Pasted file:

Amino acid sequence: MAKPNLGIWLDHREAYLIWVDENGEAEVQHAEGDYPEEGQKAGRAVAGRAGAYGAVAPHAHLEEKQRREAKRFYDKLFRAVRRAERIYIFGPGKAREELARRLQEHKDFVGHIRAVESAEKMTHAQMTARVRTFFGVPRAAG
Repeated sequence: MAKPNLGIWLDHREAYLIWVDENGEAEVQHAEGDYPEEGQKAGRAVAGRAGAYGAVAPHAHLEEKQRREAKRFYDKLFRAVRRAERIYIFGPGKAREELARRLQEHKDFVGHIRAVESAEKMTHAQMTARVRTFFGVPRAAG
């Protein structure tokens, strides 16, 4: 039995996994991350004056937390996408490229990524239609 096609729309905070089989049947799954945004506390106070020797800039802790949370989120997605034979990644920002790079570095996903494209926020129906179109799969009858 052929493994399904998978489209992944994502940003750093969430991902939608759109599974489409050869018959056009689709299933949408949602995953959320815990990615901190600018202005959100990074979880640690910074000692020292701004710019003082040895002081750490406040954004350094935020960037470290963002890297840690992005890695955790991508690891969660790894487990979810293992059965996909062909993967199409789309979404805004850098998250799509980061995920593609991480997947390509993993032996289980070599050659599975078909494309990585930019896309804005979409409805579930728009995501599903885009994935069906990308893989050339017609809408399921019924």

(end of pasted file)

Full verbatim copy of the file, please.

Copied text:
Amino acid sequence: MAKPNLGIWLDHREAYLIWVDENGEAEVQHAEGDYPEEGQKAGRAVAGRAGAYGAVAPHAHLEEKQRREAKRFYDKLFRAVRRAERIYIFGPGKAREELARRLQEHKDFVGHIRAVESAEKMTHAQMTARVRTFFGVPRAAG
Repeated sequence: MAKPNLGIWLDHREAYLIWVDENGEAEVQHAEGDYPEEGQKAGRAVAGRAGAYGAVAPHAHLEEKQRREAKRFYDKLFRAVRRAERIYIFGPGKAREELARRLQEHKDFVGHIRAVESAEKMTHAQMTARVRTFFGVPRAAG
């Protein structure tokens, strides 16, 4: 039995996994991350004056937390996408490229990524239609 096609729309905070089989049947799954945004506390106070020797800039802790949370989120997605034979990644920002790079570095996903494209926020129906179109799969009858 052929493994399904998978489209992944994502940003750093969430991902939608759109599974489409050869018959056009689709299933949408949602995953959320815990990615901190600018202005959100990074979880640690910074000692020292701004710019003082040895002081750490406040954004350094935020960037470290963002890297840690992005890695955790991508690891969660790894487990979810293992059965996909062909993967199409789309979404805004850098998250799509980061995920593609991480997947390509993993032996289980070599050659599975078909494309990585930019896309804005979409409805579930728009995501599903885009994935069906990308893989050339017609809408399921019924």